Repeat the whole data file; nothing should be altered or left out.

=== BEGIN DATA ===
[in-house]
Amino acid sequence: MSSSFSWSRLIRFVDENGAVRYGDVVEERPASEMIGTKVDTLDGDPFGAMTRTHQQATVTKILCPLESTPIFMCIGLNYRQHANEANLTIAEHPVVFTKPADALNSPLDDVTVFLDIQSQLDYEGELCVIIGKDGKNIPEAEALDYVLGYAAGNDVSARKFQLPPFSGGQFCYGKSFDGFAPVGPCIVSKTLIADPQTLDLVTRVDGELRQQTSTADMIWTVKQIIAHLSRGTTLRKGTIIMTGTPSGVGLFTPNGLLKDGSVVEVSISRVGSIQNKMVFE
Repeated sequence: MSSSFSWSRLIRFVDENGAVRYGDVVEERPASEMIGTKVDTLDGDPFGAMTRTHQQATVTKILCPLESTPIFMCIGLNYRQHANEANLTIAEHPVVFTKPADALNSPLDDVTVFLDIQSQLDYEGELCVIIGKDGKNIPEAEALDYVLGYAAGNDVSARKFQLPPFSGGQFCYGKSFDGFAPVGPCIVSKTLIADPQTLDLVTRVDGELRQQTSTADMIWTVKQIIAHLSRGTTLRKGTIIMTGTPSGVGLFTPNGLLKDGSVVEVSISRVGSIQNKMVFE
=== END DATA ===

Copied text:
[in-house]
Amino acid sequence: MSSSFSWSRLIRFVDENGAVRYGDVVEERPASEMIGTKVDTLDGDPFGAMTRTHQQATVTKILCPLESTPIFMCIGLNYRQHANEANLTIAEHPVVFTKPADALNSPLDDVTVFLDIQSQLDYEGELCVIIGKDGKNIPEAEALDYVLGYAAGNDVSARKFQLPPFSGGQFCYGKSFDGFAPVGPCIVSKTLIADPQTLDLVTRVDGELRQQTSTADMIWTVKQIIAHLSRGTTLRKGTIIMTGTPSGVGLFTPNGLLKDGSVVEVSISRVGSIQNKMVFE
Repeated sequence: MSSSFSWSRLIRFVDENGAVRYGDVVEERPASEMIGTKVDTLDGDPFGAMTRTHQQATVTKILCPLESTPIFMCIGLNYRQHANEANLTIAEHPVVFTKPADALNSPLDDVTVFLDIQSQLDYEGELCVIIGKDGKNIPEAEALDYVLGYAAGNDVSARKFQLPPFSGGQFCYGKSFDGFAPVGPCIVSKTLIADPQTLDLVTRVDGELRQQTSTADMIWTVKQIIAHLSRGTTLRKGTIIMTGTPSGVGLFTPNGLLKDGSVVEVSISRVGSIQNKMVFE